The new Seymour Duncan Andromeda delay looks like a digital delay with many possibilities and lots of options, so should appeal to players that want to experiment with dynamics, timings and synchronisation.
Seymour Duncan refers to the Andromeda as a dynamic delay with a lot of emphasis on how it being a performance tool in its own right. The pedal can be programmed to sync up to either its own internal clock, which we presume it can also send via the MIDI ports on the rear or be slaved to an external clock. The MIDI can also be used to recall any of the 128 patches, for quick access to your different creations. Of course, there is also a tap-tempo function for instant tempo syncing on the fly.
There is also a micro-USB for using with a Patch Librarian/Editing software package and Seymour Duncan also states that this port will be used for any future updates as well.
Normal, Ping Pong, Reverse and Reverse Pong just four of the delay types that they list in the specifications, out of the eight available delay options. The Dynamic Expression control has settings for Hard, Soft, Off, Mix, Mod and Saturation. I believe the idea is you can make ‘funky’ rhythmic delay lines with this and then use the various settings to affect the character of these.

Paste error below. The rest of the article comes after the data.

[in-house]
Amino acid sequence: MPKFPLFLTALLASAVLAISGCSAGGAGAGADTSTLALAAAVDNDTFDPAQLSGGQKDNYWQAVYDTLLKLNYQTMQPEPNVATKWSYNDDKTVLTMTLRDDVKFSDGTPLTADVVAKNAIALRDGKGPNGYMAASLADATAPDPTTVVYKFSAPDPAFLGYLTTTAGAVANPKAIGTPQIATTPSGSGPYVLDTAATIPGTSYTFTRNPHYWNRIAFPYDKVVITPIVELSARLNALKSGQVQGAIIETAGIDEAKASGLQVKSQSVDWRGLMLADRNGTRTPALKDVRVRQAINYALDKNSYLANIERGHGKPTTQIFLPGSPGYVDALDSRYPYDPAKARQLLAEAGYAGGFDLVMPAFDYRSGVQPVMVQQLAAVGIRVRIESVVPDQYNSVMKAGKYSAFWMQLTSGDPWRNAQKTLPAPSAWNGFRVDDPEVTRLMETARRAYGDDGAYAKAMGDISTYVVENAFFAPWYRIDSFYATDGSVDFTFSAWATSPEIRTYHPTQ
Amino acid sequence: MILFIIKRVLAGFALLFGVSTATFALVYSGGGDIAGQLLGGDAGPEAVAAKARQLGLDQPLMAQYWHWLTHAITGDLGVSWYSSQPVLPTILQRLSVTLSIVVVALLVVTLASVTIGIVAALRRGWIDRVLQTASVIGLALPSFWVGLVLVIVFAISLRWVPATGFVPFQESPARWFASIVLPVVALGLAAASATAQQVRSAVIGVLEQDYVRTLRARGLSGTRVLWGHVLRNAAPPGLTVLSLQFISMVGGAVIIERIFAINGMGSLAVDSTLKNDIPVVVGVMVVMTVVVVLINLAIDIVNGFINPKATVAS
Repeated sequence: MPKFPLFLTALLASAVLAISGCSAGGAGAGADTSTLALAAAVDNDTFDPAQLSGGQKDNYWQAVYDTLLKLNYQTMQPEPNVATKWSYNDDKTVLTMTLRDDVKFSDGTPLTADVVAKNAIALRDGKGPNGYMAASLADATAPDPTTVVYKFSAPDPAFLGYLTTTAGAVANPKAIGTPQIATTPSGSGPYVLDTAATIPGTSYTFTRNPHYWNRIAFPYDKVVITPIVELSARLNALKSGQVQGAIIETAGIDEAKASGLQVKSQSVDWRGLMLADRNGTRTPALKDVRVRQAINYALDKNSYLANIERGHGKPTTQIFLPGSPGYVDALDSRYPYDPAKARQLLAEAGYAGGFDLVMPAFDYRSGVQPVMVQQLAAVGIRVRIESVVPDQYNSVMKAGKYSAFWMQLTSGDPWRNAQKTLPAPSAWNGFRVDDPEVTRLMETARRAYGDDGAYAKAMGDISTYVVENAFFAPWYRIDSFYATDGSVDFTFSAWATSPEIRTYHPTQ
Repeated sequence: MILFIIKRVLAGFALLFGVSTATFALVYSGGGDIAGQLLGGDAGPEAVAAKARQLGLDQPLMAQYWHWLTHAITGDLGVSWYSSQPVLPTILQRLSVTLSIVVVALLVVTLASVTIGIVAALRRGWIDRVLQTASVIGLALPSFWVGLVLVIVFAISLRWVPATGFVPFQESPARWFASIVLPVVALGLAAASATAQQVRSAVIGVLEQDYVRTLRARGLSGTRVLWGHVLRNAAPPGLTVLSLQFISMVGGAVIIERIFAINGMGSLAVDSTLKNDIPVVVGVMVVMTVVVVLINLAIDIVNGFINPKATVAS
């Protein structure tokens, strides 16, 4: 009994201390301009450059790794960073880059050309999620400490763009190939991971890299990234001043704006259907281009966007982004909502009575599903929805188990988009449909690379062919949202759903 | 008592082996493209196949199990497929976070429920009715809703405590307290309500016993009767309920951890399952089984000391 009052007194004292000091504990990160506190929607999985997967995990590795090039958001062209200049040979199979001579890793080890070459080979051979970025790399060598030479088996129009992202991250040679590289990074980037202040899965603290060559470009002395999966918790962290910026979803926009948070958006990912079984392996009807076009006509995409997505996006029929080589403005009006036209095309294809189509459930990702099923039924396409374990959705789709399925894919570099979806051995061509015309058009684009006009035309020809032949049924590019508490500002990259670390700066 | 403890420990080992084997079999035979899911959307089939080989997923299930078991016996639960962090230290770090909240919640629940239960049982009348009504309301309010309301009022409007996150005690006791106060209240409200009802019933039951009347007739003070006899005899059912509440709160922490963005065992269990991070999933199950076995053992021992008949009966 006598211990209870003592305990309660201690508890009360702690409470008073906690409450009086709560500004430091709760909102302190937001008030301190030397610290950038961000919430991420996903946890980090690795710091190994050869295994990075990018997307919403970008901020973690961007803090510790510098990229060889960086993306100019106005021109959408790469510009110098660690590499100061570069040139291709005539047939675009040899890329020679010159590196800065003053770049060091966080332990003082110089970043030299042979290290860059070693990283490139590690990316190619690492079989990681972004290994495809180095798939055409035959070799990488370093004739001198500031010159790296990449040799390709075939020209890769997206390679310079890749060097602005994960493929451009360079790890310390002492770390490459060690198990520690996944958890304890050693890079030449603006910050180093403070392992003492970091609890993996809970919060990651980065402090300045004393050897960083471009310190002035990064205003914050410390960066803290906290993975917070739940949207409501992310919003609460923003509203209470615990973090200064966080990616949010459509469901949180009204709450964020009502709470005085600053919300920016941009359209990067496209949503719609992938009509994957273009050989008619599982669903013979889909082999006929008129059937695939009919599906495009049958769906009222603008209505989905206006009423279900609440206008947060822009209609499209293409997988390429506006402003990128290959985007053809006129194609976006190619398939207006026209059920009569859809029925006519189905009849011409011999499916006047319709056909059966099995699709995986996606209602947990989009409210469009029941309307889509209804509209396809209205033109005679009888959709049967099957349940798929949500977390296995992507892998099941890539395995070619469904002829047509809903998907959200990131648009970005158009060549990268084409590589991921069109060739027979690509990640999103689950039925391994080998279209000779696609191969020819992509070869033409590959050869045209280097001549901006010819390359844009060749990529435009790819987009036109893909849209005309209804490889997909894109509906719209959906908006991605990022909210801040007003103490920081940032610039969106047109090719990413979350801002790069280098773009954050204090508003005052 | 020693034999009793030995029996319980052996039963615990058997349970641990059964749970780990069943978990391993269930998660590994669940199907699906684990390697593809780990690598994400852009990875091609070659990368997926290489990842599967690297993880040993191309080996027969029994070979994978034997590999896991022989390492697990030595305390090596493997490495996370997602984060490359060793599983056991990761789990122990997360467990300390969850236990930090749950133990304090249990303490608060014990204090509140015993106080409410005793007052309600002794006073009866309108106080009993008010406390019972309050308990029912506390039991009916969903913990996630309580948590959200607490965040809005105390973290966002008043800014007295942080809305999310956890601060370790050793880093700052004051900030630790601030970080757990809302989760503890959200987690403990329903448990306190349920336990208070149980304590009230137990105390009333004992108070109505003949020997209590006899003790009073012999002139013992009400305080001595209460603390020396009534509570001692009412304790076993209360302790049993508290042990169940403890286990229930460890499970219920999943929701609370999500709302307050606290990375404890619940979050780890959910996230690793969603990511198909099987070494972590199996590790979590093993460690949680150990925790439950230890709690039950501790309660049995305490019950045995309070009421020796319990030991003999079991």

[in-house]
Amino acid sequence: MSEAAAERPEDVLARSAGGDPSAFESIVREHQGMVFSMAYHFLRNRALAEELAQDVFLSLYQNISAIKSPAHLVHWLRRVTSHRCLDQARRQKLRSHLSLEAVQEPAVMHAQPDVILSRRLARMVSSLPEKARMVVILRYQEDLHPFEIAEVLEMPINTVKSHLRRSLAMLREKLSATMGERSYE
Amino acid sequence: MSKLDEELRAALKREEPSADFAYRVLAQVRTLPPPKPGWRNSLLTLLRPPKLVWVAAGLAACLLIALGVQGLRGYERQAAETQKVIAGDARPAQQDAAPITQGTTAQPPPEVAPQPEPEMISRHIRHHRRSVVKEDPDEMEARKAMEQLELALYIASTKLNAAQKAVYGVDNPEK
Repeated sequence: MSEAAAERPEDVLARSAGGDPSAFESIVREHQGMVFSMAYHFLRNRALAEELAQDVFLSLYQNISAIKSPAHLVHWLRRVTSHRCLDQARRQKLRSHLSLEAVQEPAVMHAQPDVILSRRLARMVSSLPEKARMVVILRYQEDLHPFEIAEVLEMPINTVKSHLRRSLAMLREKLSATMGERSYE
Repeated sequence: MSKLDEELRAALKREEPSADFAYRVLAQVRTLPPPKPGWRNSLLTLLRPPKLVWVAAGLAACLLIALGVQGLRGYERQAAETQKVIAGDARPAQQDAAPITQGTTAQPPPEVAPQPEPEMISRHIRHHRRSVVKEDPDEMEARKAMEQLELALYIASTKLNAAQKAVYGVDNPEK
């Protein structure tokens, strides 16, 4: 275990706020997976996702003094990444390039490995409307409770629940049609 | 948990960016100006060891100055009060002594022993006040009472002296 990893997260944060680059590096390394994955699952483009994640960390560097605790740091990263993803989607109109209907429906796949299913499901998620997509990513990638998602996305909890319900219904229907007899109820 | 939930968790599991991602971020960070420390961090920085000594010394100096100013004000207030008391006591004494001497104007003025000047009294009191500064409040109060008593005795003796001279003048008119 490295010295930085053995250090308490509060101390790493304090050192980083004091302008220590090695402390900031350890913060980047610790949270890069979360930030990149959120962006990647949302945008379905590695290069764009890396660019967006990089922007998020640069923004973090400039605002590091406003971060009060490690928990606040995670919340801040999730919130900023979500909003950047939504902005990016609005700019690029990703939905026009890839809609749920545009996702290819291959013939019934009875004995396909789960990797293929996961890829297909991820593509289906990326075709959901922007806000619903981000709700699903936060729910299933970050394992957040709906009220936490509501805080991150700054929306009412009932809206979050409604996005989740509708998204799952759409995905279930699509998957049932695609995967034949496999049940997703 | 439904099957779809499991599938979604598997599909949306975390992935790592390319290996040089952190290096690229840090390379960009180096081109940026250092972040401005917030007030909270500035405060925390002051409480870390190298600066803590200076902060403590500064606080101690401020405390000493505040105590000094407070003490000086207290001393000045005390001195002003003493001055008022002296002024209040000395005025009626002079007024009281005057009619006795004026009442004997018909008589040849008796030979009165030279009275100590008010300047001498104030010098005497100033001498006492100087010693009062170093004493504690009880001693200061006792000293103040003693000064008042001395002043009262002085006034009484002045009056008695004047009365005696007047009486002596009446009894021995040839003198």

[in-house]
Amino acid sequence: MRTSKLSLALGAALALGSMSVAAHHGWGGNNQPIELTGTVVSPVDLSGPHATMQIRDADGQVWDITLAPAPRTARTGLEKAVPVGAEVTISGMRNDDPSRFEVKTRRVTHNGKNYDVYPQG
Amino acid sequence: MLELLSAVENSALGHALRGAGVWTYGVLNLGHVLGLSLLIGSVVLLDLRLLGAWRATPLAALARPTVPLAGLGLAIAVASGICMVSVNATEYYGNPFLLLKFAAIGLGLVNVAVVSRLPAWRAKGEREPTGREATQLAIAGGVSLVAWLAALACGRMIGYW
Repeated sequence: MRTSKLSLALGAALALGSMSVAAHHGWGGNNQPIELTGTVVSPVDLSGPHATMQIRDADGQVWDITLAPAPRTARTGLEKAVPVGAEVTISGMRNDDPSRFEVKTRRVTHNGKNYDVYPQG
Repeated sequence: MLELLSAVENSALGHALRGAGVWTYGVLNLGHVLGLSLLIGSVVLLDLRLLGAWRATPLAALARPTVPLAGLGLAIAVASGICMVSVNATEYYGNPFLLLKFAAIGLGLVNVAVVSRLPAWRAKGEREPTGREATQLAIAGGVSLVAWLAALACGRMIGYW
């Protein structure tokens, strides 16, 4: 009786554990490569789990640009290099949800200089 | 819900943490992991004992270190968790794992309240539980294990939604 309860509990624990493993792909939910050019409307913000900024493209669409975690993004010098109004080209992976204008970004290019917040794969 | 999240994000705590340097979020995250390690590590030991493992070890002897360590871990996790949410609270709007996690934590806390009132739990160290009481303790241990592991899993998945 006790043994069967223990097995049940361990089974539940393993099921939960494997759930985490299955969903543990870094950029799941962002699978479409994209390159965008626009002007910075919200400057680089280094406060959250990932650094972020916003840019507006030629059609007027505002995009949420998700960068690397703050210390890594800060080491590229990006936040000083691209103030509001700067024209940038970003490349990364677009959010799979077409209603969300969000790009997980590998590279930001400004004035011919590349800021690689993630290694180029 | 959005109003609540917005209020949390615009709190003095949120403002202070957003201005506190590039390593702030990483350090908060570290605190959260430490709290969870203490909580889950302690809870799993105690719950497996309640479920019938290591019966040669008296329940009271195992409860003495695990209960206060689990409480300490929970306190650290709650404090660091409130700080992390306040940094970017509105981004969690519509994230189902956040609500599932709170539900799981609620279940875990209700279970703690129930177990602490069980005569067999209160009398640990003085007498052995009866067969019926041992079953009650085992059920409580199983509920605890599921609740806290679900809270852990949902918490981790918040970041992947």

With stereo ins and outs the pedal should be a fairly creative tool and perhaps it will be even more fun once you get your hands on that editor software?
It looks very busy and the pedal is also quite dark with green text, so I would probably find it a bit awkward to use on a dark stage, so would need to brush up on all those controls before I was confident using it in a band situation. Yet I think I would really enjoy using it in the studio, especially with all those options for rhythmic repeats!